The diagnosis of trypanosomosis in animals with low parasitaemia is hampered by low diagnostic sensitivity of traditional detection methods. An immunodiagnostic method based on a direct sandwich enzyme-linked immunosorbent assay (ELISA), using monoclonal antibodies, has been examined in a number of African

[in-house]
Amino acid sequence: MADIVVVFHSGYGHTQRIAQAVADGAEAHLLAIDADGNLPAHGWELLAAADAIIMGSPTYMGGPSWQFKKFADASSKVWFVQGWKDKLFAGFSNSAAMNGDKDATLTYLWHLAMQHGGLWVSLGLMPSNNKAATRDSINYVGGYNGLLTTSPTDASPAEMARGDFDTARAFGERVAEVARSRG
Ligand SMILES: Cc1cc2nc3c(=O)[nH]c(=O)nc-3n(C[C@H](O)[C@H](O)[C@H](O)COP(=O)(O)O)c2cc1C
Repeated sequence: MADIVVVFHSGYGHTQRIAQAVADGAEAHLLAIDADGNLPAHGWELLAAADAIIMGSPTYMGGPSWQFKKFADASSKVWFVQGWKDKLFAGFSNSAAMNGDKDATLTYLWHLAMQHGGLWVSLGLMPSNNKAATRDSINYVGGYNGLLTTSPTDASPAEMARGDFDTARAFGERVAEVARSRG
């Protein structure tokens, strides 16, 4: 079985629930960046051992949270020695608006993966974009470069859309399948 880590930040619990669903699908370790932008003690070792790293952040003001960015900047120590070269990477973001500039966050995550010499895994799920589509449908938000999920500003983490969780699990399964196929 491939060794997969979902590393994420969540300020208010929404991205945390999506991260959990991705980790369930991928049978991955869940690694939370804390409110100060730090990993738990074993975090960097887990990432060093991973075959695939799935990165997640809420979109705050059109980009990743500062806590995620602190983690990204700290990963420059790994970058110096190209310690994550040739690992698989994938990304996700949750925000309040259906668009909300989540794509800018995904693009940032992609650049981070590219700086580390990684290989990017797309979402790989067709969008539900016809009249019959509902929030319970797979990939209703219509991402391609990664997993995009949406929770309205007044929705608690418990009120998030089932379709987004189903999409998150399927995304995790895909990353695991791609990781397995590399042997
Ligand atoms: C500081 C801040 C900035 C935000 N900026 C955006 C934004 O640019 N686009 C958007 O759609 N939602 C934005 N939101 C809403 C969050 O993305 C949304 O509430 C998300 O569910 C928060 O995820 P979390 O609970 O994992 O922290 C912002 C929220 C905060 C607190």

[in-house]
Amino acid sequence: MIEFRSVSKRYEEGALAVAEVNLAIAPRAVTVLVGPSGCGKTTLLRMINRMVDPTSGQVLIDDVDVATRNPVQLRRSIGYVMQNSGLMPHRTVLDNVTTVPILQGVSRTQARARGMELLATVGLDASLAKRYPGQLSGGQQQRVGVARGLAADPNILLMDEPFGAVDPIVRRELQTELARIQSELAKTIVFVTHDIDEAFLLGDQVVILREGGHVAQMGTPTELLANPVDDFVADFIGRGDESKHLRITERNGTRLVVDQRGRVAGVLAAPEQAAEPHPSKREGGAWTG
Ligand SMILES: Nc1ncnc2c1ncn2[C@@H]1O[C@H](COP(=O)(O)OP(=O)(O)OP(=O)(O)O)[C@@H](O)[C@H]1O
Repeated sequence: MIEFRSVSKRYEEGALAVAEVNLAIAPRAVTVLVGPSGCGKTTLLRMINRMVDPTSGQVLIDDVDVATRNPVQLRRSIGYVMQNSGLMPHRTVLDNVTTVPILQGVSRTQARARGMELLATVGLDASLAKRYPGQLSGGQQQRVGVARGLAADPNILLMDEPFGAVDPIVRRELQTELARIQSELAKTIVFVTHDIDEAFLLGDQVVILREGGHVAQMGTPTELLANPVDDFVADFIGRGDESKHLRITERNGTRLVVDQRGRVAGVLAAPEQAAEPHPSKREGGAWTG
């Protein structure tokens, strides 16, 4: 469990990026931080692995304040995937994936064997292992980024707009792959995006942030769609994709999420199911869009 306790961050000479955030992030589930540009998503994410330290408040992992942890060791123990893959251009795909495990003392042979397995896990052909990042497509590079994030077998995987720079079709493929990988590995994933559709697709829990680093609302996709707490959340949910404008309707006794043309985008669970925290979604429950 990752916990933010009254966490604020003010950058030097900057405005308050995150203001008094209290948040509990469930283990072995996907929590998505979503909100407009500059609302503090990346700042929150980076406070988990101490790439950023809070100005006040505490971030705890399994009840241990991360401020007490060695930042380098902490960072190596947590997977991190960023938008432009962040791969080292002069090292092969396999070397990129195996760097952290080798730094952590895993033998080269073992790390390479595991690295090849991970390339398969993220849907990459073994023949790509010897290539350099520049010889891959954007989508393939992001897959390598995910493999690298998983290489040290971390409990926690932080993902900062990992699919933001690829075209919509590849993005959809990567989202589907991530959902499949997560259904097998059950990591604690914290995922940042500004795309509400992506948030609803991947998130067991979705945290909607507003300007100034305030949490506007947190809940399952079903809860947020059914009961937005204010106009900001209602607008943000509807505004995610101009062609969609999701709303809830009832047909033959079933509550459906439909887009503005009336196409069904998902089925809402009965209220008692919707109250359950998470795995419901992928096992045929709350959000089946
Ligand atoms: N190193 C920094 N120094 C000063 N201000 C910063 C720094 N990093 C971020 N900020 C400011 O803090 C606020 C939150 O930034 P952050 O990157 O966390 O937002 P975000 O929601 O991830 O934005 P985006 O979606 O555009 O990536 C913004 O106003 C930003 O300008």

laboratories for its suitability for monitoring tsetse control and eradication programmes. Generally, the direct sandwich ELISAs for the detection of trypanosomal antigens in serum samples have proved to be unsatisfactory with respect to diagnostic sensitivity when compared with traditional parasitological methods such as the dark ground/phase contrast buffy-coat technique. Consequently, antigen-detection systems exploiting various other direct, indirect and sandwich ELISA systems and sets of reagents are being developed to improve diagnosis. In addition, an existing indirect ELISA for the detection of antibodies has been improved and is being evaluated in the field in order to detect cattle that are or have been recently infected with trypanosomes. Developments and advantages of other diagnostic techniques, such as dip-stick assay and tests based on the polymerase chain reaction are also considered.